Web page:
U.S. presidents usually don’t try to give investing advice on the stock market. But not this President. President Obama opted today to play financial adviser to America and the World.
“What you’re now seeing is profit and earning ratios are starting to get to the point where buying stocks is a potentially good deal, if you’ve got a long-term perspective on it,” Obama said this in public in the White House while meeting with British Prime Minister Gordon Brown. — Pres. Obama 3/3/09
So just where and when did Pres. Obama get his financial consulting license? As President he needs to be very careful about what he says in public regarding the financial markets. These personal tips of guidance are just one more example of his naivety and rookie status on holding the highest executive office in the country. There is no doubt that the current floundering on Capital Hill and at the White House is now at least partly responsible for the stock market’s dive this year. The direct correlations of the recent severe down days cannot be attributed to the previous administration, but instead to the lack of clarity coming out of Washington. It may be true Obama has inherited the seeds and foundation of the current banking crisis and over extended credit problems spanning back over the last 16 years and two administrations, but the meltdown of the last 30 days is attributable to decisions and speeches he and his administration have made on his watch since taking office in January.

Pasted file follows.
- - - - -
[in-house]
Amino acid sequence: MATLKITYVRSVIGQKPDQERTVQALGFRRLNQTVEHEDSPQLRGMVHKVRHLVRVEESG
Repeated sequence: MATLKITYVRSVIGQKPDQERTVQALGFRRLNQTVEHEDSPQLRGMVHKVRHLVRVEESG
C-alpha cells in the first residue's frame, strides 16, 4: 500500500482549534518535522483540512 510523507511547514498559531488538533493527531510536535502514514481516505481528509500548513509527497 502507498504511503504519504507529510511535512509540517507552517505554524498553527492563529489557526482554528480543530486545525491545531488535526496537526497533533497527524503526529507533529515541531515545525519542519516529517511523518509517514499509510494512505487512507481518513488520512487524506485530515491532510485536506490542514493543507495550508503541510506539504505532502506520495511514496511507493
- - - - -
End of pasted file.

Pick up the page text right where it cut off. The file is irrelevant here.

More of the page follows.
The Dow Jones stock index and S&P both dived last week as well as Monday and now Tuesday of this week to their lowest levels in 12 years which has sparked new rounds of concern and selling reflecting a sentiment with all investors, big and small, that the geniuses we have elected in Washington are flying by the seat of their pants and are NOT inspiring confidence in the financial / business investment communities.
President Obama needs to begin to learn that it is naive to think he can talk openly about complex fiscal matters in his usual condescending fashion without sometimes creating un-intended consequences.